Light sensors, individually controlled fan units, waterless urinals and office wastepaper baskets being replaced by recycling bins are just some initiatives that have helped the NEC Group reduce its carbon footprint.
Martin Dyer, venues development manager, believed businesses should recognise that each small step would make a difference.
Talks are still going on to set up a biomass plant at the NEC site, a power station that will use waste from across the exhibition centres to generate electricity, but in the meantime a wide range of initiatives are producing results.
Martin told the Thrive forum that NEC Group’s utility bills for gas, water and electricity were about £4?million per annum – which equates to £1 for each visitor to the exhibition halls.
“This is a great incentive to take action and there is a real commitment to bring down carbon emissions,” said Martin, who admitted that it can be a challenge because the more successful an event proves to be, the higher the carbon emissions.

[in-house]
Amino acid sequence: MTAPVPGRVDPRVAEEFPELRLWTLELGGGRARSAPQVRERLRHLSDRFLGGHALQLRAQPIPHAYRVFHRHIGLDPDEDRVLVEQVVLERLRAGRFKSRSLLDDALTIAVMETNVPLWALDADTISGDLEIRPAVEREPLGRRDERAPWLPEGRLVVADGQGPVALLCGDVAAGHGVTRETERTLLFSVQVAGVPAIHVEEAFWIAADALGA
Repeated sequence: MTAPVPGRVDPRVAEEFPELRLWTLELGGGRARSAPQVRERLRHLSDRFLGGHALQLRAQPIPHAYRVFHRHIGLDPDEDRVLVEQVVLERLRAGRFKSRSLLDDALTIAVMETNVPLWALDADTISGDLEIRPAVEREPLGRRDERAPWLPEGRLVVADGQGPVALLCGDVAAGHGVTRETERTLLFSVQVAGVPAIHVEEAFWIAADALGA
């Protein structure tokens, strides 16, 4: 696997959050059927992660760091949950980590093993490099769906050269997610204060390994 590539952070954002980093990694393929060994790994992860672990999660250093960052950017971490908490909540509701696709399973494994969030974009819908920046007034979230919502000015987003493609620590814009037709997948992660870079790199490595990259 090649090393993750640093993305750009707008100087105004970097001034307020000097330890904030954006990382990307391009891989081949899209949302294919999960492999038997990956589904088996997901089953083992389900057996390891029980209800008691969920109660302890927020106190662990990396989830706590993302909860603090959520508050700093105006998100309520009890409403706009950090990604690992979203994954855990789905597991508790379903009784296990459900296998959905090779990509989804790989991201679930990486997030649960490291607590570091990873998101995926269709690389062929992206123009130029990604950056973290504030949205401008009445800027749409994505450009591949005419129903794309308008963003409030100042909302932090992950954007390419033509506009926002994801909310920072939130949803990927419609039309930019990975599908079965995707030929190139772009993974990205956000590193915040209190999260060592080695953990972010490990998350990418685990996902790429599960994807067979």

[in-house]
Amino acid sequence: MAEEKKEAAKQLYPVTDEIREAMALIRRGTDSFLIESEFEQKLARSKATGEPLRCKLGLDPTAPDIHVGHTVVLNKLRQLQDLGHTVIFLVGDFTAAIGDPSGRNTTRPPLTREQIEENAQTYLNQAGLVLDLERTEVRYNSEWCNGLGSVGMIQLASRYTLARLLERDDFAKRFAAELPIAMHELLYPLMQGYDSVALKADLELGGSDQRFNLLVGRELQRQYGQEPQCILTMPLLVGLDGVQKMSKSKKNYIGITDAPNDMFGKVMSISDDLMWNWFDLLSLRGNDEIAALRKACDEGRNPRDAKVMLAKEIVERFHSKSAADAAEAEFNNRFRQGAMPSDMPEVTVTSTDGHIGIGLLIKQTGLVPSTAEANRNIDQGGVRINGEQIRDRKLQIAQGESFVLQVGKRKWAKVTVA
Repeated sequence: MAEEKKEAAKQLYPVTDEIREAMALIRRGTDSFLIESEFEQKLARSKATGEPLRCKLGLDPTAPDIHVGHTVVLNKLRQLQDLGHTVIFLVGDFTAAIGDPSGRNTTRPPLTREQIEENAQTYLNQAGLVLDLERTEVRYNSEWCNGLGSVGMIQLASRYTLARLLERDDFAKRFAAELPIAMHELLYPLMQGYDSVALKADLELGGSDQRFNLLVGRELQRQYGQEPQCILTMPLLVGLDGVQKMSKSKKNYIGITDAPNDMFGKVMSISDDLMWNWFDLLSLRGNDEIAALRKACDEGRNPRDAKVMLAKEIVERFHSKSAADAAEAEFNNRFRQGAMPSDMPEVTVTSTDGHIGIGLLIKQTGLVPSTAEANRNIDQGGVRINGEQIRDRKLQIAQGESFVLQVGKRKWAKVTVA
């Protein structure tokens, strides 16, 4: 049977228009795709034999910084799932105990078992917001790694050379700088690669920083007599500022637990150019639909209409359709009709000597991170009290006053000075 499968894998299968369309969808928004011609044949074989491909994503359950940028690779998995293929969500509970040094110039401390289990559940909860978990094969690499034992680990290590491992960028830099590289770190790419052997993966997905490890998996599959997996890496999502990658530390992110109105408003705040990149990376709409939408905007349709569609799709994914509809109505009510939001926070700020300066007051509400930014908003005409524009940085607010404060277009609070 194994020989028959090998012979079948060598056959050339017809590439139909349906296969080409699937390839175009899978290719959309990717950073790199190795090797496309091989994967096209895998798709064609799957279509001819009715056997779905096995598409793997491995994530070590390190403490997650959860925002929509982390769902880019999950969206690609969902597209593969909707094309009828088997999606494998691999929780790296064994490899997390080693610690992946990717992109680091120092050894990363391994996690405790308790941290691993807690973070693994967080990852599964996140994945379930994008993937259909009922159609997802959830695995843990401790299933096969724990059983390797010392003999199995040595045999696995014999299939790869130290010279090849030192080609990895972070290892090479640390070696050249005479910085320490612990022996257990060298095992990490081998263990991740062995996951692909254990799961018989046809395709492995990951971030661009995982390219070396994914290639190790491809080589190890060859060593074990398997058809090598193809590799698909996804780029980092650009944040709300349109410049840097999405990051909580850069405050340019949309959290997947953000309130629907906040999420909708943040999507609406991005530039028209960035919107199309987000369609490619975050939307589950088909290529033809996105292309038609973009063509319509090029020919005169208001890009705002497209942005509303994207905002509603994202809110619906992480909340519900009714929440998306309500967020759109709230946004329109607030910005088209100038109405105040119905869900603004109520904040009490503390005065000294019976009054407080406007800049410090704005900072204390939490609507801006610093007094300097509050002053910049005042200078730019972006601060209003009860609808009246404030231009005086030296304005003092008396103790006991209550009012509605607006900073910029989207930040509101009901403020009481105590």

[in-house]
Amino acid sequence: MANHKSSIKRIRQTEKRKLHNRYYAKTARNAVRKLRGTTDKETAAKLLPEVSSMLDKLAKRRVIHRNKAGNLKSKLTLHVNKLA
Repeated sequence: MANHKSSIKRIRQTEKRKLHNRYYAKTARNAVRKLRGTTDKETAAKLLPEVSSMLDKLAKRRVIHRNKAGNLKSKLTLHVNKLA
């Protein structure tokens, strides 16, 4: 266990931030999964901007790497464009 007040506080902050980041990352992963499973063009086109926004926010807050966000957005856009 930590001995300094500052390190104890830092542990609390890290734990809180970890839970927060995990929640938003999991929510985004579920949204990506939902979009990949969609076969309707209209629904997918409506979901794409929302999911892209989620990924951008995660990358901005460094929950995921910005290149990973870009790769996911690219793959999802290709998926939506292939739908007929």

A decision was taken to target specific parts of the business, with catering given priority. The 26 on-site restaurants and eating places notch up 22 per cent of the total energy bill. Training programmes to ensure equipment was being used efficiently and simple decisions for drink vending machines to operate only when required and empty fridges being switched off have all made a difference.